By Syma Chowdhry

PHILADELPHIA (CBS) — A rally is underway at the National Constitution Center to celebrate the Supreme Court ruling on same-sex marriage.

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It is an historic day especially here in Philadelphia.

That’s because the first major U.S. protest for LGBT equality took place in front of Independence Hall back in 1965.

There’s a saying “after every storm comes a rainbow” and activists say the fight for equality was just that.

Same-sex marriage supporters are elated about the Supreme Court’s ruling.

“Marriage is about love between two people.”

Shelley Fabrizio says, “I’m so delighted that same sex marriage will be recognized all over the country it’s fantastic.”

Same sex marriage became legal in our local states over the past few years, but this ruling means couples in our area will be recognized across the country.

Kevin Freese says, “If we get married and we travel, there is not a big question that just by stepping over a state line, protections that are in place for us here in Pennsylvania are not in other states.”

The LGBT movement has historical roots in Philadelphia.

There were many gay rights demonstrations in the late 1960’s in and around Independence Hall.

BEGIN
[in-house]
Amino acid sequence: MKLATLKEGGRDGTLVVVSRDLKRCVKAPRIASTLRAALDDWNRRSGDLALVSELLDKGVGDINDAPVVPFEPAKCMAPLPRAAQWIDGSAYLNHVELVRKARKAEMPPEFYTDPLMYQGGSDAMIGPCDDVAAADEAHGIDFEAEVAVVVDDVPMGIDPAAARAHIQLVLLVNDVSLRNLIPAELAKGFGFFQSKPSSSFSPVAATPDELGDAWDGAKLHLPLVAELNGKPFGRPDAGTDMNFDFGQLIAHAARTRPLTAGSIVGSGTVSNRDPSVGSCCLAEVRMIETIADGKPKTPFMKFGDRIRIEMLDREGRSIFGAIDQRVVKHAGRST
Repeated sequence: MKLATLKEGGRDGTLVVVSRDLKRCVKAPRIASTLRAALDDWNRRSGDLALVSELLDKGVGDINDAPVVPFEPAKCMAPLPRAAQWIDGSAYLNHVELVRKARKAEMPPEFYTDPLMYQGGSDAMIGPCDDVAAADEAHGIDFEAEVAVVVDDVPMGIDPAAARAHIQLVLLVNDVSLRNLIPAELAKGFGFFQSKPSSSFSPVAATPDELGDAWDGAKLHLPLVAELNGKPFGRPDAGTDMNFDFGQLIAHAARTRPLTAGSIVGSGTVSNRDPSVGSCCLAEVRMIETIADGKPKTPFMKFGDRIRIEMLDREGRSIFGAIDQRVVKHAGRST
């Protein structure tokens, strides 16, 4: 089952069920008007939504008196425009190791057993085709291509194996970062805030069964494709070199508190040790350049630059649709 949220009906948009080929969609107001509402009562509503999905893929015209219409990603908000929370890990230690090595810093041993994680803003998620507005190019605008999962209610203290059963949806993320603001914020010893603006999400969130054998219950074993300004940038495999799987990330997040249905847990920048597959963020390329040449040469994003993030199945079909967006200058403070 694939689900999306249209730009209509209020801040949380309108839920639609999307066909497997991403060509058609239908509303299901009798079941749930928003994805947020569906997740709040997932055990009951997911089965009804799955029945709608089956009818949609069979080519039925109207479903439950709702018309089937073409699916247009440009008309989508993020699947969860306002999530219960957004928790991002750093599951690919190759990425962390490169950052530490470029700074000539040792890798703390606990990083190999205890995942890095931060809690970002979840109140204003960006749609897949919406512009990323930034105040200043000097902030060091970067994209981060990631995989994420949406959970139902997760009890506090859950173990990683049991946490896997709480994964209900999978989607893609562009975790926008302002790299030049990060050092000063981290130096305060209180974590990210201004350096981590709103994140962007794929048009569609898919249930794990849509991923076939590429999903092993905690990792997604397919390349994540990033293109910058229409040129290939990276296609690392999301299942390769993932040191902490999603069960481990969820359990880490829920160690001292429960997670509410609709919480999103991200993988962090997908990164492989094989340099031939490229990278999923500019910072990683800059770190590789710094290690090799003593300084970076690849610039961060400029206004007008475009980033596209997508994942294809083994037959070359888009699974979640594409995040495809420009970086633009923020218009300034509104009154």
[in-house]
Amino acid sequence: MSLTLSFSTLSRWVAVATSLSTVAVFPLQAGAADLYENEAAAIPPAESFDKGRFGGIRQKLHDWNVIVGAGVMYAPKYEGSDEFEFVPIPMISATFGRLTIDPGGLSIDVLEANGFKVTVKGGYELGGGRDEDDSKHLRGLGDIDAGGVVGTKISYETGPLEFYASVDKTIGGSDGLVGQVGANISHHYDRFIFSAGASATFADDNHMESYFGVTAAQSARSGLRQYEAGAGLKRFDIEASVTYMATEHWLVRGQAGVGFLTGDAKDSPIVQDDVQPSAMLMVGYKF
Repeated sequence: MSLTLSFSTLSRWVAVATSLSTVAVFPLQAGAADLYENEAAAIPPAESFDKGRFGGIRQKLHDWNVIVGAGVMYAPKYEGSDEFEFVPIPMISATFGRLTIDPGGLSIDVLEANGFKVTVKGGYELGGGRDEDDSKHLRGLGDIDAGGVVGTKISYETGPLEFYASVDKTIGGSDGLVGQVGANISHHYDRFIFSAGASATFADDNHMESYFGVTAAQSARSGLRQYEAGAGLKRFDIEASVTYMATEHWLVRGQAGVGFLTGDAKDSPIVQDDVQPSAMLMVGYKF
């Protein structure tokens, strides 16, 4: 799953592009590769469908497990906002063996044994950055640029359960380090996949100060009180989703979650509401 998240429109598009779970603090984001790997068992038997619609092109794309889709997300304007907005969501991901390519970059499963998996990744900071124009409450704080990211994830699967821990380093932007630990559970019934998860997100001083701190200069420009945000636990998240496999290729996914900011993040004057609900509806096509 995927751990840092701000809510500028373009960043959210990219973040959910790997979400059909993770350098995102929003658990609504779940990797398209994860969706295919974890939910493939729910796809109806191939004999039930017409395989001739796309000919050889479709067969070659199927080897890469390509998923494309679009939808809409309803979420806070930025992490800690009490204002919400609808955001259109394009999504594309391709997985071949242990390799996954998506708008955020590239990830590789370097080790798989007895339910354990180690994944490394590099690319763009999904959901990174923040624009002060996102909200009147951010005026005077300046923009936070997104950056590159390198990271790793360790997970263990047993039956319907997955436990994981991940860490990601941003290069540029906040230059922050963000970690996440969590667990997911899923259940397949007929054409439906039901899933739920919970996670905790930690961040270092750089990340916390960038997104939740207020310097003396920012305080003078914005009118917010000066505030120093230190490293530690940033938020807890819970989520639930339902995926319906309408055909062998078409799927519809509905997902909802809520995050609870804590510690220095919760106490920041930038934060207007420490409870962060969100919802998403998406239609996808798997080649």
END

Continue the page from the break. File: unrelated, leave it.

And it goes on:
“This is a photo of me getting arrested.”

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Mark Segal is the publisher of the Philadelphia Gay News and he has been fighting for equality for decades.

“This is a happy face today.”

He fights back tears talking about all the rights same sex couples will now have.

“One-thousand of those rights all across the board, states, cities and federal laws they are now on par with one simple word: the word is equality.”

But not everyone is celebrating the ruling.

Daniel Watson says, “Them being together, they love each other, that’s okay, but marriage is a man and woman.”

Nick Cazer adds, “I don’t think it is a basic human right for man to sin against their creator and I think the Supreme Court ruling goes against what He has said is supporting sin.”

The Philadelphia Archdiocese agrees.

Archbishop Charles Chaput released this statement saying in part:

“…..The mistakes of the court change nothing about the nature of men and women, and the truth of God’s Word.”

Segal says, “It affects everybody and it affects nobody. It doesn’t affect any church anywhere in America, but it affects every gay, lesbian person in America.”

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The National Constitution Center has an exhibit on the history of gay rights and officials had to make last minute additions with today’s ruling.